Wednesday, March 16, 2005


MARK MCGWIRE, SAMMY SOSA, JOSE CANSECO AND OTHERS ARE TO TESTIFY TO CONGRESS ABOUT STEROIDS


New York Yankees manager Casey Stengel testifies on Capitol Hill in this July 9, 1958 black-and-white file photo before the Senate subcommittee on Monopoly and Anti-Trust hearing. Politics may be Washington's official sport, but baseball has been a congressional passion for a century. When several of baseball's biggest stars appear before a House panel Thursday, they will be following in the footsteps of some of the sport's greatest players. Hall of Famers Mickey Mantle, Ty Cobb, Jackie Robinson, Ted Williams, Stan Musial and Bob Feller all took turns before Congress, which for various reasons pays more attention to baseball than any other sport. Yankee great Mickey Mantle is at left.
(AP Photo/Files) -- Yahoo Sports


Baseball fans are split between supporting and opposing Congress getting involved in the steroids scandal. Well, baseball is not above the law. The players who take steroids are breaking the law when they use steroids. Baseball management is turning a blind eye to this illegal behavior while the sport's feats, records and recent history have been stretched beyond credulity. Some baseball fans ignorantly argue that Congress has "better things to do" than investigate the steroids issue. They seem to think that 435 Representatives and 100 senators are idly sitting by while this matter consumes the media's interest. In fact, one committee composed of several Representatives is looking into this matter while other committees are still performing their appointed assignments. Congress has not ground to a halt because of steroids. Congress is still voting and still debating on salient and important topics like social security and the war on terrorism.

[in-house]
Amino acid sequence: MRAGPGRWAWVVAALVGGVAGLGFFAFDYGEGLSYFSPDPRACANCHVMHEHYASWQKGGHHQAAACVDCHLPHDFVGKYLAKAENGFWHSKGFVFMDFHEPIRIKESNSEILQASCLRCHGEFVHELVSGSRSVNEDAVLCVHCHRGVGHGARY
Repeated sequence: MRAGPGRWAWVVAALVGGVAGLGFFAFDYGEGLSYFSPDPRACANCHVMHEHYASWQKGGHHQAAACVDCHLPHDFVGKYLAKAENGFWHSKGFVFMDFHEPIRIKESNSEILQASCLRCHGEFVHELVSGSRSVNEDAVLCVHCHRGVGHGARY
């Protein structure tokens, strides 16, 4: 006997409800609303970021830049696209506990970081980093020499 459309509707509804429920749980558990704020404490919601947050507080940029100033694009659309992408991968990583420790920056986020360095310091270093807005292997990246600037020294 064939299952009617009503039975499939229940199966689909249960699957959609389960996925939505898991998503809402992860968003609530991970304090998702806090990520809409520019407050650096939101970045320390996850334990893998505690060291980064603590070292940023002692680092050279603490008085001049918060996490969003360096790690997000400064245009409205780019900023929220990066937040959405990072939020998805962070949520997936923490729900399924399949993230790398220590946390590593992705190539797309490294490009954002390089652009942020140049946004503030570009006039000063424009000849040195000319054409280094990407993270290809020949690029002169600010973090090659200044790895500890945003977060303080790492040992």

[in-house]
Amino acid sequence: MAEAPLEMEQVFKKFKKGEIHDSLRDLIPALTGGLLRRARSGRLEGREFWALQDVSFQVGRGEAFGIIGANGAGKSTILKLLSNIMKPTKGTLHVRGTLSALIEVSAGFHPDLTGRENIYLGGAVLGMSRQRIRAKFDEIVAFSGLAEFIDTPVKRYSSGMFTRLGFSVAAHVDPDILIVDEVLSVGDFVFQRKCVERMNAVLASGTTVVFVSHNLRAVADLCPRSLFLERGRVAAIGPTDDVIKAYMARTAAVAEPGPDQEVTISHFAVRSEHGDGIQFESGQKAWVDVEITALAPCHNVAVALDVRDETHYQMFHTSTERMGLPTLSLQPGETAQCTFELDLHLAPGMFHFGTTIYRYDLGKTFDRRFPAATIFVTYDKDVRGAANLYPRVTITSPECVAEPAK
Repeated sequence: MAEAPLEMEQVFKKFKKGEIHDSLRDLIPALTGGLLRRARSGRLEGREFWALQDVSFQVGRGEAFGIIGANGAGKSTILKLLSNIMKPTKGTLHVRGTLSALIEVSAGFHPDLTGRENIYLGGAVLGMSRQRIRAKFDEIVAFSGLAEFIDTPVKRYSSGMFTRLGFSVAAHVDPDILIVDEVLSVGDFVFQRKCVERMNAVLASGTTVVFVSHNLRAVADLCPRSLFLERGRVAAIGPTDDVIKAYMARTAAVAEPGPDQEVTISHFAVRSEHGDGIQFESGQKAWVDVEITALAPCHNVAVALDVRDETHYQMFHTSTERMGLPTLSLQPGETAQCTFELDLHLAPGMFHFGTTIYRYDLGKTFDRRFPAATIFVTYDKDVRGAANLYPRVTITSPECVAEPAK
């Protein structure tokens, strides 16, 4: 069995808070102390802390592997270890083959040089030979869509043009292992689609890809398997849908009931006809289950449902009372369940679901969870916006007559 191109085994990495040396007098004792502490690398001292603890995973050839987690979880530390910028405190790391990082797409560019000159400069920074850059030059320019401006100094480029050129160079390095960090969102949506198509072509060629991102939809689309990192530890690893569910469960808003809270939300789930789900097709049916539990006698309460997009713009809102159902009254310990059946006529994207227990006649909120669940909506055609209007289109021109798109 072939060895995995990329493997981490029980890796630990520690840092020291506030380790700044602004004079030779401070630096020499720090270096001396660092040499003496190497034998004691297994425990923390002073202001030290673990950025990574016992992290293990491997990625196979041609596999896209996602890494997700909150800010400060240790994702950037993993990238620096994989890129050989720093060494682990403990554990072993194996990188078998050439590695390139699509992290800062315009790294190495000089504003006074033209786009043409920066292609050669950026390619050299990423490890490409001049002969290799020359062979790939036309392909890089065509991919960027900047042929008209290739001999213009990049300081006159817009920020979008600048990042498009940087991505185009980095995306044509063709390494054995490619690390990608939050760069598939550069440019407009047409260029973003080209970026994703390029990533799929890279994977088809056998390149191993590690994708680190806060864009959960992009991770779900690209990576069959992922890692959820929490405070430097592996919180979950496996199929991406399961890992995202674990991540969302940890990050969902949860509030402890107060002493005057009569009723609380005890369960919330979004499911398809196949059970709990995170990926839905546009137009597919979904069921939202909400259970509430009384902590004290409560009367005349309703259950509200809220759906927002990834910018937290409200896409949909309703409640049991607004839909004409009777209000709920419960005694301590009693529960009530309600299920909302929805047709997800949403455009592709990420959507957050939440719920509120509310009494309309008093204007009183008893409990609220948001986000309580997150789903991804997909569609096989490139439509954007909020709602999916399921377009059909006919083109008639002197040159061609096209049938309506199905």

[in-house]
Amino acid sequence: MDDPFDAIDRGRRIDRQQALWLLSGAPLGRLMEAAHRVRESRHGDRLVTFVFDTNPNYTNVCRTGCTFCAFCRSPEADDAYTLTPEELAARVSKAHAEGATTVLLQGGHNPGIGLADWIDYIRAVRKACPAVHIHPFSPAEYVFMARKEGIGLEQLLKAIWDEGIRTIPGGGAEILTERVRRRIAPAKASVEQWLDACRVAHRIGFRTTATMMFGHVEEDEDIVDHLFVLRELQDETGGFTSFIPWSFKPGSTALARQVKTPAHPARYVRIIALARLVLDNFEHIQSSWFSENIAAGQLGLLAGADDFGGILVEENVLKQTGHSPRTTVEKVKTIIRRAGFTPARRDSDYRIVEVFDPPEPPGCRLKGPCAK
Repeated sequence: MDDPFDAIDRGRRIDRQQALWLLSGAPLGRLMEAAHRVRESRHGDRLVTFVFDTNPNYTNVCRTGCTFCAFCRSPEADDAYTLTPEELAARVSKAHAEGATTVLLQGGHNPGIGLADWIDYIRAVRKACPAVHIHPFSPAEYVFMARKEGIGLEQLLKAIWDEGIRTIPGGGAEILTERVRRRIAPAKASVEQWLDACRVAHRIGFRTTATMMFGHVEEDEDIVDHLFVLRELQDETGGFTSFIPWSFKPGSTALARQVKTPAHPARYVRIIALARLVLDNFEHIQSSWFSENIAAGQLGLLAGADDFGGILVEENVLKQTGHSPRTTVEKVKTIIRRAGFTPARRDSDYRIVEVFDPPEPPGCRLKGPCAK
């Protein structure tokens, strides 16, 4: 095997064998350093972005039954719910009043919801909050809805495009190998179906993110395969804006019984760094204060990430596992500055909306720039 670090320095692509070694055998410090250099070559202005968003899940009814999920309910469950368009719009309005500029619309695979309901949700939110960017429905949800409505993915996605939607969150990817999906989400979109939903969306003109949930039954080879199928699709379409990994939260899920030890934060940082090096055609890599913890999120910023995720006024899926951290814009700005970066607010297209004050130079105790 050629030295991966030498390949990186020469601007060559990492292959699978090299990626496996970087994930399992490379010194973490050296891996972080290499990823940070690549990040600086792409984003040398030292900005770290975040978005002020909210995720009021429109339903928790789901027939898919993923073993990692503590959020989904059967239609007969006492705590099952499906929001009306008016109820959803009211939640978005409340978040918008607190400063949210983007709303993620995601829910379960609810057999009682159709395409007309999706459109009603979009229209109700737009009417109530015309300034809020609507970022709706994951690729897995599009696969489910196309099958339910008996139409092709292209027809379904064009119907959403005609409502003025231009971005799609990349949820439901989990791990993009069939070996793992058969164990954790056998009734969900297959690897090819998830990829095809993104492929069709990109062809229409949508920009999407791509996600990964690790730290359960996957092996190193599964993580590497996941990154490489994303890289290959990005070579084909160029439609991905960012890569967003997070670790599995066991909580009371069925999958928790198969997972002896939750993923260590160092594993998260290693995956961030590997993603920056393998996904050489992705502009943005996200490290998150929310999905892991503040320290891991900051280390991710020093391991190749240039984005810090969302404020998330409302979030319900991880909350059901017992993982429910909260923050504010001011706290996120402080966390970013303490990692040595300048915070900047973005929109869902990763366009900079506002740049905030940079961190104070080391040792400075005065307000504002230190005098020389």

The problems that certain players are facing in terms of being hauled in front of Congress, being embarrassed in public and being singled out for invasive questioning were created by Major League Baseball. MLB has done nothing since steroids distorted baseball's landscape since the 1994 strike. Steroids had a presence before the strike, but it is apparent that MLB tacitly sanctioned the use of performance enhancing drugs after the strike to boost attendance, television ratings and revenue for the clubs and players.

The only players who now have anything to worry about are those who chose to take steroids. They didn't make a mistake, they made a express decision to take a risk with their lives in order to make millions of dollars. The players who played in a clean and honest fashion have nothing to worry about when it comes to subpoenas, grand juries and drug tests.
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